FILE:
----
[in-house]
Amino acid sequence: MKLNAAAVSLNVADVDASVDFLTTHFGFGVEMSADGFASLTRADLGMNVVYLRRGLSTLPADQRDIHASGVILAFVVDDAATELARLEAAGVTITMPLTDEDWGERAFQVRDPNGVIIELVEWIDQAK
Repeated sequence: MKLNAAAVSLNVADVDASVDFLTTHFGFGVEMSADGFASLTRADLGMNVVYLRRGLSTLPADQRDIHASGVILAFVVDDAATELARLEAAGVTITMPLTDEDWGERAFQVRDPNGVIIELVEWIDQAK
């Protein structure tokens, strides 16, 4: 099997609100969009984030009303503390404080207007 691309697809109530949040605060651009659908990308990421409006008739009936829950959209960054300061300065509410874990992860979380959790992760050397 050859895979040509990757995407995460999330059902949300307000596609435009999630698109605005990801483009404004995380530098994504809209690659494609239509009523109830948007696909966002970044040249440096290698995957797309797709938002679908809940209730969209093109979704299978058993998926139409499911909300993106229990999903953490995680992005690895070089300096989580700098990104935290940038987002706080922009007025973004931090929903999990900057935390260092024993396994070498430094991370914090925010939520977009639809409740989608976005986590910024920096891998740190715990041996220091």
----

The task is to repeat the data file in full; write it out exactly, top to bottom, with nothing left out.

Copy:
[in-house]
Amino acid sequence: MKLNAAAVSLNVADVDASVDFLTTHFGFGVEMSADGFASLTRADLGMNVVYLRRGLSTLPADQRDIHASGVILAFVVDDAATELARLEAAGVTITMPLTDEDWGERAFQVRDPNGVIIELVEWIDQAK
Repeated sequence: MKLNAAAVSLNVADVDASVDFLTTHFGFGVEMSADGFASLTRADLGMNVVYLRRGLSTLPADQRDIHASGVILAFVVDDAATELARLEAAGVTITMPLTDEDWGERAFQVRDPNGVIIELVEWIDQAK
């Protein structure tokens, strides 16, 4: 099997609100969009984030009303503390404080207007 691309697809109530949040605060651009659908990308990421409006008739009936829950959209960054300061300065509410874990992860979380959790992760050397 050859895979040509990757995407995460999330059902949300307000596609435009999630698109605005990801483009404004995380530098994504809209690659494609239509009523109830948007696909966002970044040249440096290698995957797309797709938002679908809940209730969209093109979704299978058993998926139409499911909300993106229990999903953490995680992005690895070089300096989580700098990104935290940038987002706080922009007025973004931090929903999990900057935390260092024993396994070498430094991370914090925010939520977009639809409740989608976005986590910024920096891998740190715990041996220091």